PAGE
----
IT and Business Insights for SMB Solution Providers

Getting Sticky with IT : Page 2 of 4

MSPs can foster long-term client relationships through documented processes, value-based communications, and a culture of problem-solving. By Geoffrey Oldmixon
Reader ROI: 
CHANNEL PROs develop long-term clients with services, processes, and a culture that makes doing business with them easy.
LOOK FOR CLIENTS that want a true partner, seek to solve their pain points, and continually convey the value you provide.
ESTABLISH SERVICE DELIVERY processes that are aligned and documented, and are supported by a customer success-focused team.

“Don’t mess around. Know your stack, and know the cost of goods,” he says. “When we start taking away pieces people need [in order to reduce down], we ultimately give them a bad experience. My price is my price, and if we’re not going to deliver something good, then we shouldn’t even do it.”

Patent recommends keeping a handy list of referral partners for needs outside your own competency. “If my clients are looking for a service I don’t specialize in providing, then I provide a list of already-vetted companies,” she says. “And there I go again, adding value to our trusted relationships.”

Choosing the Right Clients

Once the scope of services is neatly bundled and clarified, channel pros need to home in on the right clients with which to build a deep engagement. Not every MSP-client relationship is meant to be, points out Craig Pollack, who has come to that understanding after running Los Angeles-based FPA Technology Services, the company he founded, for the past 31 years.

Craig Pollack

“We do have a base foundation and certain minimums,” he says. “If we’re going to have to twist your arm to put in dual authentication or backups, then it’s not for us.”

Pollack continues, “We want people that we’re going to work together with. If you’re going to view us as a vendor, this isn’t going to work. If you’re just going to call us when things break, this isn’t going to work. If you just want to see IT as a cost center and not an investment, then again, this won’t work.”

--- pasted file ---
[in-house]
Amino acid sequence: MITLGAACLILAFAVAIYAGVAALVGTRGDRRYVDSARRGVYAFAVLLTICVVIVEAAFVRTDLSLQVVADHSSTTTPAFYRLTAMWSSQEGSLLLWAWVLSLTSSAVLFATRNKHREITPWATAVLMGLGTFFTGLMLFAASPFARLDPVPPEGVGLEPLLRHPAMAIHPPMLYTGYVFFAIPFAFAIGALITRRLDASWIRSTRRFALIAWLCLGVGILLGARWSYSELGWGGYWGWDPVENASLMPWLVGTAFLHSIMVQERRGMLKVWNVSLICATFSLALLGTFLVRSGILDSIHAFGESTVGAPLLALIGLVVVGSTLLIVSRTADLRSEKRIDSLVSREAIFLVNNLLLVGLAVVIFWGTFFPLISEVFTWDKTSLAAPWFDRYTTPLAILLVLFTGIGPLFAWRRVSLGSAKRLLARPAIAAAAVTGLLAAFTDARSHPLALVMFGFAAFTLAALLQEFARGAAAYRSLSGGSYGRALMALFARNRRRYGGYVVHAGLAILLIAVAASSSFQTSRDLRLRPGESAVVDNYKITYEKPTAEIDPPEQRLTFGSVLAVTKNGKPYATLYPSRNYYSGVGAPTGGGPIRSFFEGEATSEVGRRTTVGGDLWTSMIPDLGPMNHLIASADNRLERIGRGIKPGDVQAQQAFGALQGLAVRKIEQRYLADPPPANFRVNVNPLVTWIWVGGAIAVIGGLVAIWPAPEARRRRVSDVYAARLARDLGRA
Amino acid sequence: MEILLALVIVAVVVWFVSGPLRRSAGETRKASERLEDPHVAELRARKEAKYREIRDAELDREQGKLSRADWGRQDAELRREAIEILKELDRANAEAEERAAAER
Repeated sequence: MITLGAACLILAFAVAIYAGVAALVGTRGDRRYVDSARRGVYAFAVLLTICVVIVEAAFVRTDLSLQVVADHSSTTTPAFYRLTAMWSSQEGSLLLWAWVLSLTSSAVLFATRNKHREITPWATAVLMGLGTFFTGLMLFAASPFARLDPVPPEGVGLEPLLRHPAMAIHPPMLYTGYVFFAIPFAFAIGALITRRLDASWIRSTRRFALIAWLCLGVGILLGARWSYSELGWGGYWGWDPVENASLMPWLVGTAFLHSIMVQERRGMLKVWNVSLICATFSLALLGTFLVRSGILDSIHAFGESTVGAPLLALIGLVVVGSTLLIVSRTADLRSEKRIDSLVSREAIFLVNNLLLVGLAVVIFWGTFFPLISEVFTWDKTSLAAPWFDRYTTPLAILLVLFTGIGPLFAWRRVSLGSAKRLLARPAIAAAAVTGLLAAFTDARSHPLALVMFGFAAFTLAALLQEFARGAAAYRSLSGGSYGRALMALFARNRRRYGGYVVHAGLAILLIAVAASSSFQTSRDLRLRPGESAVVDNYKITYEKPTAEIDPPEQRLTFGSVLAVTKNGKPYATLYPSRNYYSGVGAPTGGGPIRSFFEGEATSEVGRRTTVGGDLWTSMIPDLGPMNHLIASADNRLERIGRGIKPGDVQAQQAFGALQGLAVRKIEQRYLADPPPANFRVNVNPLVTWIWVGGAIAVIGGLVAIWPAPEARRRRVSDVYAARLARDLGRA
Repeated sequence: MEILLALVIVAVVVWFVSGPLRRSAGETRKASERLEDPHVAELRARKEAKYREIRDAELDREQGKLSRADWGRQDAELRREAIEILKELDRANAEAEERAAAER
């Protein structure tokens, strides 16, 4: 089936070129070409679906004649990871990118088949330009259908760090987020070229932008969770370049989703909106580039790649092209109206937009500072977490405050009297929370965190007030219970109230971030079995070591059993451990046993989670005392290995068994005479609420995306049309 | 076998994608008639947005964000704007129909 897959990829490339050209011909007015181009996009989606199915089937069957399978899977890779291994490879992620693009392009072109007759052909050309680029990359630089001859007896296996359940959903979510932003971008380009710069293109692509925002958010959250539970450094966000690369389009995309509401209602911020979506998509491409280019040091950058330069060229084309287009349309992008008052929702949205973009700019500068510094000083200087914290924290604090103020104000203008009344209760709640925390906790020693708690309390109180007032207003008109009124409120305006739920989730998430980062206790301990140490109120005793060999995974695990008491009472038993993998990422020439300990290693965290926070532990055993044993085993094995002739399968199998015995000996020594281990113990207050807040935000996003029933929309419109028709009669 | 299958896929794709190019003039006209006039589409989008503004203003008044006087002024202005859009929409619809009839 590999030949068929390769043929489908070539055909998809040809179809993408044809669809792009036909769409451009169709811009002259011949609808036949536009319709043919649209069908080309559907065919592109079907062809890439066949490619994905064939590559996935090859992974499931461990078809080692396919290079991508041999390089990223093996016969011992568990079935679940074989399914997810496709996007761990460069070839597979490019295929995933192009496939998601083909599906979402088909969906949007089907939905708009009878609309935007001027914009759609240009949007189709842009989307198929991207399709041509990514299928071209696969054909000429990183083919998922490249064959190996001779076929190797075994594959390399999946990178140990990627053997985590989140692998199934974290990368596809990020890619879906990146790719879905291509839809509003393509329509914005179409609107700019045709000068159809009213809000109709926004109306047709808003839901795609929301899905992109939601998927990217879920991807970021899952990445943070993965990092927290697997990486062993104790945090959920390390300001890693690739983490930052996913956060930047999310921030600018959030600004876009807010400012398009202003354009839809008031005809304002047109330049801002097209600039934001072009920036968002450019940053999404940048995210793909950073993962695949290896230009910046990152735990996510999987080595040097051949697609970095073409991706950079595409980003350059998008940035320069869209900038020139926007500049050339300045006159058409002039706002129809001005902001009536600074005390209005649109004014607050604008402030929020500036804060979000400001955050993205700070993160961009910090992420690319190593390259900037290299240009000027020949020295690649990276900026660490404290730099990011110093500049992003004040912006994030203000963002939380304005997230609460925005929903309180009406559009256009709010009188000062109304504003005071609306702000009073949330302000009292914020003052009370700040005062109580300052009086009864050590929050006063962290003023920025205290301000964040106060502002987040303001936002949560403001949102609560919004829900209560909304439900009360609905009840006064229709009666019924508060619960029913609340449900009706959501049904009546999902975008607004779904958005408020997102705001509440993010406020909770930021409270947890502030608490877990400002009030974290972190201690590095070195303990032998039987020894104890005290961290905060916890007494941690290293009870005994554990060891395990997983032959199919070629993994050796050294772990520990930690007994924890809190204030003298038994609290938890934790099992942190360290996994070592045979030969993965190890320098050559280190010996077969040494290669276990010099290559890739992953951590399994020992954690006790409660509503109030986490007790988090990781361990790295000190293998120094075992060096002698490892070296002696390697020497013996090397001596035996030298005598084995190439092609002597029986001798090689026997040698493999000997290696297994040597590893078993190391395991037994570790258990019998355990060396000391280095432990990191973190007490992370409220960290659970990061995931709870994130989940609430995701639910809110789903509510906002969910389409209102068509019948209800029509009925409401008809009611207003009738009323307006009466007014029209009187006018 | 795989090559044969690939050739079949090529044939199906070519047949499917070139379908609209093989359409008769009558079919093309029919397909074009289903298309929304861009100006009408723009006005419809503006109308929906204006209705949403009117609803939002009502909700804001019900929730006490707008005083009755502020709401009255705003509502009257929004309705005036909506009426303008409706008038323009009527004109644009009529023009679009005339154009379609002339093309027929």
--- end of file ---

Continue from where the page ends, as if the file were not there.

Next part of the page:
Clients who view their MSPs as long-term partners don’t want slick sales presentations either, but rather sincere and honest discussions about their needs, according to Coppedge, whose career in IT is more than 40 years mature.

“What keeps me up at night is, 'Am I a commodity?’” Coppedge says. “Am I something that can be easily duplicated and competed with? What’s my unique value?”

That unique value, he believes, is empathy.

“We always talk about listening skills,” Coppedge explains, “but we also have to talk about demonstrating empathy to client pains. The more you can show that you understand, the more the client will accept that you’re listening and working to improve their organization.”

For Coppedge, empathy doesn’t come easy. “I have absolutely horrible empathy skills,” he confides. “But I can fake it.”

It’s a skill Coppedge learned doing improvisational theater through a technique called “Yes, And.” The concept is that you build upon the ideas being presented rather than redirect them. If a client is concerned that too many emails are being filtered out of an inbox, for example, Coppedge would say, “Yes, and that could cause you to miss critical messages.”

He continues, “You want the [potential client] to know that you do get it. Offer an insight or an extension of what they’re sharing.”

In her consultancy, Patent calls this “understanding the buyer’s journey.” MSPs can empathize by understanding what a client is trying to achieve and what their goals are, she says. Probe for, “What are they thinking? What actions are they taking?” Patent advises.

About the Author

Geoffrey Oldmixon is a freelance writer based in Western Massachusetts.

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